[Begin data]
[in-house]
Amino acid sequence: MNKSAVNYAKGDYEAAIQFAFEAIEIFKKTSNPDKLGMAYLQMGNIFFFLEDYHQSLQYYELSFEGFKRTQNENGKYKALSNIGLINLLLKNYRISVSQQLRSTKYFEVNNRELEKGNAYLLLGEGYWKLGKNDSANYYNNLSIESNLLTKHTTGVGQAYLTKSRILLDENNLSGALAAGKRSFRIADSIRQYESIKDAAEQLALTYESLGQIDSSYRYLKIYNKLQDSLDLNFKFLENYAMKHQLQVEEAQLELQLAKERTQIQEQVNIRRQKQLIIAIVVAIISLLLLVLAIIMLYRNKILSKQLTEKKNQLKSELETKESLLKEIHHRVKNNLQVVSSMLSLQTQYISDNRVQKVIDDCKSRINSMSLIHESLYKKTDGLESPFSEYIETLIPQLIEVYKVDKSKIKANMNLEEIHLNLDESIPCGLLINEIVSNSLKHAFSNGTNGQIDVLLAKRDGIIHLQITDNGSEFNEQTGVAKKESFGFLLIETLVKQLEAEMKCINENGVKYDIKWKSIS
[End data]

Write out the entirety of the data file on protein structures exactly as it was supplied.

[in-house]
Amino acid sequence: MNKSAVNYAKGDYEAAIQFAFEAIEIFKKTSNPDKLGMAYLQMGNIFFFLEDYHQSLQYYELSFEGFKRTQNENGKYKALSNIGLINLLLKNYRISVSQQLRSTKYFEVNNRELEKGNAYLLLGEGYWKLGKNDSANYYNNLSIESNLLTKHTTGVGQAYLTKSRILLDENNLSGALAAGKRSFRIADSIRQYESIKDAAEQLALTYESLGQIDSSYRYLKIYNKLQDSLDLNFKFLENYAMKHQLQVEEAQLELQLAKERTQIQEQVNIRRQKQLIIAIVVAIISLLLLVLAIIMLYRNKILSKQLTEKKNQLKSELETKESLLKEIHHRVKNNLQVVSSMLSLQTQYISDNRVQKVIDDCKSRINSMSLIHESLYKKTDGLESPFSEYIETLIPQLIEVYKVDKSKIKANMNLEEIHLNLDESIPCGLLINEIVSNSLKHAFSNGTNGQIDVLLAKRDGIIHLQITDNGSEFNEQTGVAKKESFGFLLIETLVKQLEAEMKCINENGVKYDIKWKSIS